GALVESTON, Texas — After Hurricane Katrina devastated New Orleans, many speculated that if a similar disaster hit Texas, the Bush administration would respond more positively. Over two months after Hurricane Ike struck, the evidence suggests otherwise.

Once a bustling tourist-oriented city with a strong medical center and vibrant African-American community, Galveston now appears to be a ghost town, devastated first by the storm and now by the cruelty of capitalism.

Some, including Bush’s crony, Texas Governor Rick Perry, expected more from the administration since the current lame-duck president claims to be from Texas. According to the Dallas Morning News, Perry, who appears to have been recently reborn as Governor of the People, has complained loudly that “President George W. Bush didn’t even know of the Texas request for aid when the governor spoke with the president by phone last week.” The News editorialized, “Texas coastal communities are waiting for help. Hundreds of residents still live in tents, disabled cars and condemned homes as they await Federal Emergency Management Agency inspectors, insurance adjusters, mobile homes and utilities. If this is emergency management, we’d hate to see emergency mismanagement.”

Soon after Hurricane Ike struck on Sept. 12, stories circulated of National Guard troops starving at a football stadium near my home. It turned out that the stadium was a huge staging area for evacuation of Ike’s survivors.

There, National Guard troops and Texas public safety officers refused to talk with me. But motor coach operators contracted to evacuate people from the Gulf Coast told me that though some arrived as early as Aug. 27 because of the earlier Hurricane Gustav, they were not provided with suitable housing or food while on duty, and were not allowed off the premises to obtain food. Fortunately, nearby working people heard of their plight and brought huge quantities of food.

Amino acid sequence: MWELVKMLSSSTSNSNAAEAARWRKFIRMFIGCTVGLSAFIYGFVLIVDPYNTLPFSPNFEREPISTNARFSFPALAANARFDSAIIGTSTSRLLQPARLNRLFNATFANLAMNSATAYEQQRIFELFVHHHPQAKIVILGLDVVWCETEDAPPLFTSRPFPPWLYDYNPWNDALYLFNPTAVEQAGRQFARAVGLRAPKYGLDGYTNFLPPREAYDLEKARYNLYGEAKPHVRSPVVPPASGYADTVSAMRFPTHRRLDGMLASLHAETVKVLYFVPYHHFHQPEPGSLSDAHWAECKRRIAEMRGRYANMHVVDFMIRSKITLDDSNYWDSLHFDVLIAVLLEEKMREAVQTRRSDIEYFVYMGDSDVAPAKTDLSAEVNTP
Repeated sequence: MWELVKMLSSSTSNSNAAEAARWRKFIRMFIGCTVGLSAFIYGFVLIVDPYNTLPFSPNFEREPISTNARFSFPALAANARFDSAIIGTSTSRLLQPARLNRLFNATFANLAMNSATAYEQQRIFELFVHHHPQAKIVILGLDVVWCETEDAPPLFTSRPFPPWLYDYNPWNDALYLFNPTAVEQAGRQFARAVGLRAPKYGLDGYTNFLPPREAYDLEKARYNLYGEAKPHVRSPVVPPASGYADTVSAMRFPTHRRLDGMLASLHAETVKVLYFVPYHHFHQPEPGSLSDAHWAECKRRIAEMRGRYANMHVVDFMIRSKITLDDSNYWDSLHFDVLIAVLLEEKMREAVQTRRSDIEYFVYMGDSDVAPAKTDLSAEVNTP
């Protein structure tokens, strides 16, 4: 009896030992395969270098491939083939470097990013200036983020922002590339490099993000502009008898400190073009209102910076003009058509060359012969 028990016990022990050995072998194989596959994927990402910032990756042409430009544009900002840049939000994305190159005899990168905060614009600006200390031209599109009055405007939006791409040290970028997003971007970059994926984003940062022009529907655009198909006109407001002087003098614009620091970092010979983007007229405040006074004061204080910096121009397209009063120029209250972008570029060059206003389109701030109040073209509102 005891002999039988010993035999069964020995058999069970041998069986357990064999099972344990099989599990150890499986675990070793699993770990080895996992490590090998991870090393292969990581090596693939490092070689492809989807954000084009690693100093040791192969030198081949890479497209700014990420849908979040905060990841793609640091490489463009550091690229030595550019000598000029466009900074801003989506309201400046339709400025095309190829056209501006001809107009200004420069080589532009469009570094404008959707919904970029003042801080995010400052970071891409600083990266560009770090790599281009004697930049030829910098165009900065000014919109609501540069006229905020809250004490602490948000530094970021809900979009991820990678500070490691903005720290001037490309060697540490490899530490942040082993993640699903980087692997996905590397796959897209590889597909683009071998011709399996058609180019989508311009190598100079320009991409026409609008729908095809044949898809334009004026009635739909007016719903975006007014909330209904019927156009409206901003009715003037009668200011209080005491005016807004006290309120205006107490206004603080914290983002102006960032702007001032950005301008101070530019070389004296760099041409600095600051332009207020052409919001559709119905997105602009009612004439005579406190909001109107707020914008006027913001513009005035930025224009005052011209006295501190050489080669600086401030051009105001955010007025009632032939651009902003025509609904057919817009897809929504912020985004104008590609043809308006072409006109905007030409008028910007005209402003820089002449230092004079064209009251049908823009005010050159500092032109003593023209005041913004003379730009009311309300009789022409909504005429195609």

After the storm, FEMA quickly put blue tarps over damaged roofs in Houston and Galveston. Now many of my friends, neighbors and co-workers are suffering while FEMA fiddles over whether to pay for needed repairs. Meanwhile, Bush has pushed through billions in bailout money for the wealthiest corporations which presumably still have a roof over their head.

In early November — two months after Ike hit — the Galveston Daily News/ reported that 77 percent of upper Texas Coast residents who had requested assistance had “fallen through the gaps in the safety net the government spreads wide to help victims of natural disasters” because “they did not qualify for help under federal guidelines.” Meanwhile, many residents remain homeless or are residing in substandard housing.

To add insult to injury, over 3,000 people have been laid off from the University of Texas Medical Branch (UTMB) in Galveston, which is the only state facility in the area and has served many indigent patients for a long time.

Though it is unconscionable that after a catastrophe like Hurricane Ike, the first targets would be public health facilities, this only mirrors the closing of the Charity Hospital and the VA Medical Center in downtown New Orleans after Hurricane Katrina.

The layoffs are a severe financial blow to Galveston County. UTMB was the city’s largest employer. Union officials from the Texas State Employees Union continue to press the University regents to reinstate workers. Galveston’s City Council is urging the UTMB Board of Regents “to fully support the university and its historic mission of tending to the medical needs of the indigent.”

Meanwhile, the UTMB system, which has cared for inmates in the Texas prison systems, has closed its 365-bed prison hospital. Sick inmates are now being sent to other facilities throughout the state.

A bipartisan group of Texas Congressmembers including Nick Lampson, Gene Green, Kevin Brady, Eddie Bernice Johnson, Chet Edwards, Louie Gohmert, Al Green and Sheila Jackson-Lee is pressing FEMA to provide much-needed services to Ike’s survivors.

The survivors of Hurricanes Katrina and Ike and their supporters should unite to demand that the Gulf Coast be rebuilt and a priority be placed on the recovery of families rather than extending the profits of the world’s largest corporations. We need a bailout of those inundated by natural catastrophe.